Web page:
Beyond Completes the Story

I’m afraid I’m one of those who’re not always satisfied with shooting the immediate subject, but rather looking for ways to capture what’s beyond as well.  This was especially true in the ‘old’ days when each print or slide cost ‘x’ and our budget for photography was ‘y’ (otherwise it came out of the food or petrol budget!).

Sometimes this resulted in a serendipitous photograph that has subsequently become a favourite, or definitive shot of the ‘beyond’ component – like the Blue Mosque from the parking lot, a photograph I took to show off how we’d arranged the best address in town – it was, after all, a salubrious and most scenic location, where, for a few additional Lire (as they were then) a night Kerem, the Municipal Parking attendant, kept watch over our van 24 hours a day, throwing in a daily Turkish lesson to boot!  (That’s the van, over on the left.)

On the other hand, there are times when the composition of the photograph demands the ‘beyond’ in order to tell the story – like the weathered and eroded stone in the header shot – without the pyramid in the background, the story’s incomplete.

Thanks to this week’s WP Photo Challenge, here’s a gallery of “Beyond” shots.

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51 thoughts on “Beyond Completes the Story

  1. Super shots – I love photographs of views through cracks and holes and arrow slits, but never thought of putting them into a montage. I have some lovely ones of Carcassone I must dig out and look at.

  2. fabulous pics, i cannot imagine camping by the blue mosque … amazing! the winding path is so enticing … where is it? love the tiled rooftops of Split, somewhere we have not been … thanks for another trip courtesy of thewanderlustgene 🙂

    • I love being a guide – showing off the world! The path winds around Pilatus mountain in Switzerland, just below the summit – it’s a terrific walk, sometimes in tunnels with huge picture windows looking out to the world floating far below, other times almost like a suburban footpath but out in the open amidst that terrific scenery and the birds soaring thermals – and the hang gliders swooping down from the roof of cable-car.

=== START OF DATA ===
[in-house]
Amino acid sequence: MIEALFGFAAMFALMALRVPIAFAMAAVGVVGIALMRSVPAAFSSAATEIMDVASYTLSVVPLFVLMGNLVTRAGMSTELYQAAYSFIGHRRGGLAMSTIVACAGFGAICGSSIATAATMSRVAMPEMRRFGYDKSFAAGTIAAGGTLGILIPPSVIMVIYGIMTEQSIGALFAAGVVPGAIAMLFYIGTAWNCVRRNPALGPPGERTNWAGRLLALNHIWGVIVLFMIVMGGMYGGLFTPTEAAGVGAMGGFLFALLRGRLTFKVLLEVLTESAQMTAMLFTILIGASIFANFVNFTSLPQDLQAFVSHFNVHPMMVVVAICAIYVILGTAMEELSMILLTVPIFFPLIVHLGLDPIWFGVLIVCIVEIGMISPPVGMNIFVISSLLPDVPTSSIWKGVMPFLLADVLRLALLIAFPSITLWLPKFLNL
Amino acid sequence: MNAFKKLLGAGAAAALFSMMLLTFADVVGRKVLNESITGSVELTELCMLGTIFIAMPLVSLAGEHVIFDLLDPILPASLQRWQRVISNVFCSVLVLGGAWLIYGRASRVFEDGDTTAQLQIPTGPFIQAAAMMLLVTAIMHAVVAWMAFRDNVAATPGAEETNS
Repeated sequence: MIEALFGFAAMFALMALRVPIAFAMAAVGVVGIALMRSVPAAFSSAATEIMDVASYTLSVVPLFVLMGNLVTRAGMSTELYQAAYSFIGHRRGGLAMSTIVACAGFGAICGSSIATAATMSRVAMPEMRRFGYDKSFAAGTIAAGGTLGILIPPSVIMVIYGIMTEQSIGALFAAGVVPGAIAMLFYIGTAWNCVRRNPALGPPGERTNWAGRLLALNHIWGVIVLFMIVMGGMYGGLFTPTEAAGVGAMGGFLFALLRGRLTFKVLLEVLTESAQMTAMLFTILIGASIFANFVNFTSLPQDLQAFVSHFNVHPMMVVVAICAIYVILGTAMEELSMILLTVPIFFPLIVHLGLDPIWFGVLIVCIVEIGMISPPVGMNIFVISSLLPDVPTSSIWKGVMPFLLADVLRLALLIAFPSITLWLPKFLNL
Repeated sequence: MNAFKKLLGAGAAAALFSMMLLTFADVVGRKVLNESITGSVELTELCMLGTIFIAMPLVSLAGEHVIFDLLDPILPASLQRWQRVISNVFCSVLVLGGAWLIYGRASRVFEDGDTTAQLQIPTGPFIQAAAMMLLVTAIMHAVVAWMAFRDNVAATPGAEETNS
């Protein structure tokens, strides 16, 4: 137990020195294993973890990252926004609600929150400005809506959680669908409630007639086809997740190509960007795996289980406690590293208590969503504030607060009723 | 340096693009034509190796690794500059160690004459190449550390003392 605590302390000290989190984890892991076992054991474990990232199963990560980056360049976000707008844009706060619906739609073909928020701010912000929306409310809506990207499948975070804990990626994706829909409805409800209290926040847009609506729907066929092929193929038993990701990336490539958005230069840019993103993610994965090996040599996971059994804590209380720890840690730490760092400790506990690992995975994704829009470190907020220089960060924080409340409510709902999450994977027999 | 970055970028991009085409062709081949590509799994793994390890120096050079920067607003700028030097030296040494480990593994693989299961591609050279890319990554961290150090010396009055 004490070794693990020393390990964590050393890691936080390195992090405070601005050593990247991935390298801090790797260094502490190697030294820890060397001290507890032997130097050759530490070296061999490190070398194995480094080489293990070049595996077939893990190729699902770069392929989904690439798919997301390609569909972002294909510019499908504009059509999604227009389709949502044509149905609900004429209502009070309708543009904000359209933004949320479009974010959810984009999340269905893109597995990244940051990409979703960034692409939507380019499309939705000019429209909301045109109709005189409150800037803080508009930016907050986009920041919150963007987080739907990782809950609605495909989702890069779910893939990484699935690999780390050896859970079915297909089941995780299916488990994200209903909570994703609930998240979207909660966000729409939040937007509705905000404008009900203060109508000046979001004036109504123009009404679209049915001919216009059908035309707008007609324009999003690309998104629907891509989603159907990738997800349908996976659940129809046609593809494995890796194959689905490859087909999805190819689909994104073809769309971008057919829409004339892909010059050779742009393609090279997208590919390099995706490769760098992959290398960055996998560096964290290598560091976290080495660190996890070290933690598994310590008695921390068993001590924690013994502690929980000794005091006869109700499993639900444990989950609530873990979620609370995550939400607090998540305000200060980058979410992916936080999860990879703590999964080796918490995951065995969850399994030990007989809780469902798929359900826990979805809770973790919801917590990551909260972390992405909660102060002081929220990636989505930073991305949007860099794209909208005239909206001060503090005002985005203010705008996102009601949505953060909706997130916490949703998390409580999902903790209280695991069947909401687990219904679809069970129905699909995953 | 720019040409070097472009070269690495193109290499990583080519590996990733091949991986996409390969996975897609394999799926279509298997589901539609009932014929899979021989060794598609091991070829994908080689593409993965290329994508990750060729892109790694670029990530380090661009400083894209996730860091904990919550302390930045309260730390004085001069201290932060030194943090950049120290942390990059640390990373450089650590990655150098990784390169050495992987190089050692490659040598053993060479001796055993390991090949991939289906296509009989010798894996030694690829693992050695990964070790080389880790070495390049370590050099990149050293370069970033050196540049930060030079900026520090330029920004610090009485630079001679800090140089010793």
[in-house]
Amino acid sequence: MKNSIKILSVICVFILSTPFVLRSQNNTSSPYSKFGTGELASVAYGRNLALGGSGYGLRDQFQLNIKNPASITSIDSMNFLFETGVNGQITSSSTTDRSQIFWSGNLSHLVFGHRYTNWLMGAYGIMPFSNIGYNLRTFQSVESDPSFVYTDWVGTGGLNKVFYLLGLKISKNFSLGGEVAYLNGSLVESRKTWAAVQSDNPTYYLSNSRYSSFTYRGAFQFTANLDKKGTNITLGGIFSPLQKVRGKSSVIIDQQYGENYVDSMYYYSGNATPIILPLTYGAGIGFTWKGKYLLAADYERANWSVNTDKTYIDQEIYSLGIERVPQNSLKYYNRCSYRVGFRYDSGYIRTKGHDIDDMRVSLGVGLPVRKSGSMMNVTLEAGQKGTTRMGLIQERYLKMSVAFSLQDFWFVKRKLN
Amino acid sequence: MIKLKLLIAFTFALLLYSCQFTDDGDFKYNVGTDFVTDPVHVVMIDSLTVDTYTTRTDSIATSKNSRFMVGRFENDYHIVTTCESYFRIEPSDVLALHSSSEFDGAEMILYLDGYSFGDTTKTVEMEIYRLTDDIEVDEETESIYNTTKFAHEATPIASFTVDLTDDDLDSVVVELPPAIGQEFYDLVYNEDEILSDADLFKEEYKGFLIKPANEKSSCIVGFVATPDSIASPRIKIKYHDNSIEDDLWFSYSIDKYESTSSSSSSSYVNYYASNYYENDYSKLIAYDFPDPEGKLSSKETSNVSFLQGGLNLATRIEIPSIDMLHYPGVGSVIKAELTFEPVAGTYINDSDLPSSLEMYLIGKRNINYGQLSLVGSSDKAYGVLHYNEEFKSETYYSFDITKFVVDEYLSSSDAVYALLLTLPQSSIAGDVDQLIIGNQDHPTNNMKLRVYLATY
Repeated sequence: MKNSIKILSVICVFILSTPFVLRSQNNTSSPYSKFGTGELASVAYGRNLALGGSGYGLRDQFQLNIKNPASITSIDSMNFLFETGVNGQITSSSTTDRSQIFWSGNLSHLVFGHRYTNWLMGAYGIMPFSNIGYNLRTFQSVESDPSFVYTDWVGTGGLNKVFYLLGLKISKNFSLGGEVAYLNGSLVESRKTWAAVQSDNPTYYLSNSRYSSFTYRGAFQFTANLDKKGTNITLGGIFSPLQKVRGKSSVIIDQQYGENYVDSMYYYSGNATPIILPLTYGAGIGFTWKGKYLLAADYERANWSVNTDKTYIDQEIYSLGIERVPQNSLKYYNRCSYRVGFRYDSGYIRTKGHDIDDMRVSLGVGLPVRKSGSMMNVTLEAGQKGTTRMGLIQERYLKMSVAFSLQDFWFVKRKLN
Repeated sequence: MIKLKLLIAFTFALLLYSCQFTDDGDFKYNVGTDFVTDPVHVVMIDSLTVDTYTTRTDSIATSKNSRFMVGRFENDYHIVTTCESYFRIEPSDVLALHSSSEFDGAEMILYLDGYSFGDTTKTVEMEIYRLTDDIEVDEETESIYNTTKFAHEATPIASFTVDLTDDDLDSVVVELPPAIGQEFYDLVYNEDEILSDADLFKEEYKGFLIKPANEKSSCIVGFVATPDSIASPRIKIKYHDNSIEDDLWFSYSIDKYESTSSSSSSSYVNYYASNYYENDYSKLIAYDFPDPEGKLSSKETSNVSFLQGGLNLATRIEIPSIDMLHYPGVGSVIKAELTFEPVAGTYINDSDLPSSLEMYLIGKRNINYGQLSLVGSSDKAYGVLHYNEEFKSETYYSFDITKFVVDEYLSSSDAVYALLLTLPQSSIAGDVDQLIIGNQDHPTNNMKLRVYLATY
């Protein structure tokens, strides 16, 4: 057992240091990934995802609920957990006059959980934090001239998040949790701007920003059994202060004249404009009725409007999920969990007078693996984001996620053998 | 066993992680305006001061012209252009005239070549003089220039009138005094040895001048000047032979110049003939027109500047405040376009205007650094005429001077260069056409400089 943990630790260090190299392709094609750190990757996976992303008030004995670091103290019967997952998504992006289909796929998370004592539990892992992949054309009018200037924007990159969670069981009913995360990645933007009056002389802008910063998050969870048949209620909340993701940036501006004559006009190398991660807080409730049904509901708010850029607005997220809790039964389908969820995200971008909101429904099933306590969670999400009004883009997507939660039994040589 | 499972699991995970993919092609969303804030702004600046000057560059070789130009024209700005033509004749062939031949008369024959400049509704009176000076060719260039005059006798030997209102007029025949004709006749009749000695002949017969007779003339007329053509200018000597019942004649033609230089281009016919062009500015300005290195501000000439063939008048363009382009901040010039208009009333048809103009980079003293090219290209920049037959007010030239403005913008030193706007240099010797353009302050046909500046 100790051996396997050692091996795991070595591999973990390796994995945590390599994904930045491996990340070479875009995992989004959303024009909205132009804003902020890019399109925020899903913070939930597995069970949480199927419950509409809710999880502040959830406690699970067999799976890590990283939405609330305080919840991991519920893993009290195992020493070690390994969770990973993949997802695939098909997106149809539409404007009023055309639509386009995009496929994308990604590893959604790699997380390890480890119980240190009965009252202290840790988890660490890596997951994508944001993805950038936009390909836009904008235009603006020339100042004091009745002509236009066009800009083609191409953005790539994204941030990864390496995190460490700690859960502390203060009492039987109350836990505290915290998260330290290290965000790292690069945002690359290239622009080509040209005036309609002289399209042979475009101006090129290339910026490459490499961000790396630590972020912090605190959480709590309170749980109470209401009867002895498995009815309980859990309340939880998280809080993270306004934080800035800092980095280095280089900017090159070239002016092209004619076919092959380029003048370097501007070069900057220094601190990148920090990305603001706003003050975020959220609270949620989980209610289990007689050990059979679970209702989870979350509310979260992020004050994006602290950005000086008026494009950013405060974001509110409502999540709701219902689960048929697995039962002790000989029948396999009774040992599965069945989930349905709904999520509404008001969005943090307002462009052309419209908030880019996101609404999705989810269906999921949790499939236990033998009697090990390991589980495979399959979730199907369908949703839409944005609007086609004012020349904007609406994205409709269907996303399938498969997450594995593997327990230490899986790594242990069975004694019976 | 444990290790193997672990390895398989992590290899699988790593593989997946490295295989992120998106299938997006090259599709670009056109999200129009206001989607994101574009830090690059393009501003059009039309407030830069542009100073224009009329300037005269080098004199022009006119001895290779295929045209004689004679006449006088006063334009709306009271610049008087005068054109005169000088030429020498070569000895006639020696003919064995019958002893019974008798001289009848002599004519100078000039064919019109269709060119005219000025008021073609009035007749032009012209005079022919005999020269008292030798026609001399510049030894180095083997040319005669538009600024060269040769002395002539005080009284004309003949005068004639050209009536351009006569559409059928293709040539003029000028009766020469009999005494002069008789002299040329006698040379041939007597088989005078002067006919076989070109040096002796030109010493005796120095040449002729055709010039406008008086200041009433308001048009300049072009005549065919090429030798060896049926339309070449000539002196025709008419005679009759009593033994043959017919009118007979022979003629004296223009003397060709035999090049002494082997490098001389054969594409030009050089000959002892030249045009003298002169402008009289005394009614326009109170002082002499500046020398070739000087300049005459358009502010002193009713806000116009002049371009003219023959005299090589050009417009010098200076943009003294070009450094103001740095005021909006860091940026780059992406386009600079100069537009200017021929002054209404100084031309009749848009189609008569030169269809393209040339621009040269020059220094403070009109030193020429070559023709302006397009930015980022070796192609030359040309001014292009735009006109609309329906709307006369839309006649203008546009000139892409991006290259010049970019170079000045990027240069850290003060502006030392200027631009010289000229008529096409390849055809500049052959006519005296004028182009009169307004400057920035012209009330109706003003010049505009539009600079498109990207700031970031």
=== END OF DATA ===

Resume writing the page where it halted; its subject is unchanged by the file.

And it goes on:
• It’s such gorgeous countryside, especially at that time of year, just at the turn of the season, when everything’s so neat and tidy, some crops in, others harvested, grapes pruned … very colourful despite the lack of colour yet in the leaves.

        • I hope you’ll be able to find something suitable so you’ll be able to stay Michelle. It’s one thing to move from a sense of adventure, but It’s too sad when people are forced to leave their homes by economic circumstance. (But at least you don’t have to risk leaky boats or sealed containers to get there like other economic refugees.). What a world! :).

  3. This is why I always look forward to your post, every single photo you post goes beyond taking an impressive shot, but tell the story. Love this set of “beyond “gallery!

    • I doubt you could these days Terri – that was a while back (’76 to be precise!). You can imagine how great it was for us – right in the middle of everything, bathrooms and wash houses close by, all the sights at our doorstep, and Kerem with his Turkish lessons was really the icing on the cake because we set off for the interior with a great deal more confidence knowing we could sort of get by in Turkish – just wish I could remember any of it now – it disappeared as quickly as it came! 🙂

  4. I did enjoy Viv’s version of Carcassone, so it’s nice to see what prompted it, Meredith. Immaculately done, my favourite that mountainside. My soul yearns to be there.

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